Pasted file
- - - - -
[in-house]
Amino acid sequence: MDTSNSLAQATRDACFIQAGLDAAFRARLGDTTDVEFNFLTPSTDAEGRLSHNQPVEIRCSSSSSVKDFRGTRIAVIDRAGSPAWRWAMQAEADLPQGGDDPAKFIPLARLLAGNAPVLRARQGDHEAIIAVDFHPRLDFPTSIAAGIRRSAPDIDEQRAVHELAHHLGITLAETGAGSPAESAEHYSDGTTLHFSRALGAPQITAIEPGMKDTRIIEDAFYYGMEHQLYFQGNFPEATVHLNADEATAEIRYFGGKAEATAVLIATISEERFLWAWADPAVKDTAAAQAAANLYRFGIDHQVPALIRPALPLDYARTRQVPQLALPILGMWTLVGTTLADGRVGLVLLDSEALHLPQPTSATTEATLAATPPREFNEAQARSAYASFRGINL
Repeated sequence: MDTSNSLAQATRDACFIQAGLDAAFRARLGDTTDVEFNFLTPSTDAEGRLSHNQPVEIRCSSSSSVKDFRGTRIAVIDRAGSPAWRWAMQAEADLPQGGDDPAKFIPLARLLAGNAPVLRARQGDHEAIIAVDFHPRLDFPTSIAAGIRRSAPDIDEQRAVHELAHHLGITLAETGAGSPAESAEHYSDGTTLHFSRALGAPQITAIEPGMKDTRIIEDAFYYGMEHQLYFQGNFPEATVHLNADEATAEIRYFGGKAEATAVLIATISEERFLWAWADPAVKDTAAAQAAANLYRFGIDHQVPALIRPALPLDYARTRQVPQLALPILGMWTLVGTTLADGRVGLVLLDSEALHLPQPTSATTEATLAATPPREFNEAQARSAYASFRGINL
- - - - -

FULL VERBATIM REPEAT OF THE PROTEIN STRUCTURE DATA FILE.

[in-house]
Amino acid sequence: MDTSNSLAQATRDACFIQAGLDAAFRARLGDTTDVEFNFLTPSTDAEGRLSHNQPVEIRCSSSSSVKDFRGTRIAVIDRAGSPAWRWAMQAEADLPQGGDDPAKFIPLARLLAGNAPVLRARQGDHEAIIAVDFHPRLDFPTSIAAGIRRSAPDIDEQRAVHELAHHLGITLAETGAGSPAESAEHYSDGTTLHFSRALGAPQITAIEPGMKDTRIIEDAFYYGMEHQLYFQGNFPEATVHLNADEATAEIRYFGGKAEATAVLIATISEERFLWAWADPAVKDTAAAQAAANLYRFGIDHQVPALIRPALPLDYARTRQVPQLALPILGMWTLVGTTLADGRVGLVLLDSEALHLPQPTSATTEATLAATPPREFNEAQARSAYASFRGINL
Repeated sequence: MDTSNSLAQATRDACFIQAGLDAAFRARLGDTTDVEFNFLTPSTDAEGRLSHNQPVEIRCSSSSSVKDFRGTRIAVIDRAGSPAWRWAMQAEADLPQGGDDPAKFIPLARLLAGNAPVLRARQGDHEAIIAVDFHPRLDFPTSIAAGIRRSAPDIDEQRAVHELAHHLGITLAETGAGSPAESAEHYSDGTTLHFSRALGAPQITAIEPGMKDTRIIEDAFYYGMEHQLYFQGNFPEATVHLNADEATAEIRYFGGKAEATAVLIATISEERFLWAWADPAVKDTAAAQAAANLYRFGIDHQVPALIRPALPLDYARTRQVPQLALPILGMWTLVGTTLADGRVGLVLLDSEALHLPQPTSATTEATLAATPPREFNEAQARSAYASFRGINL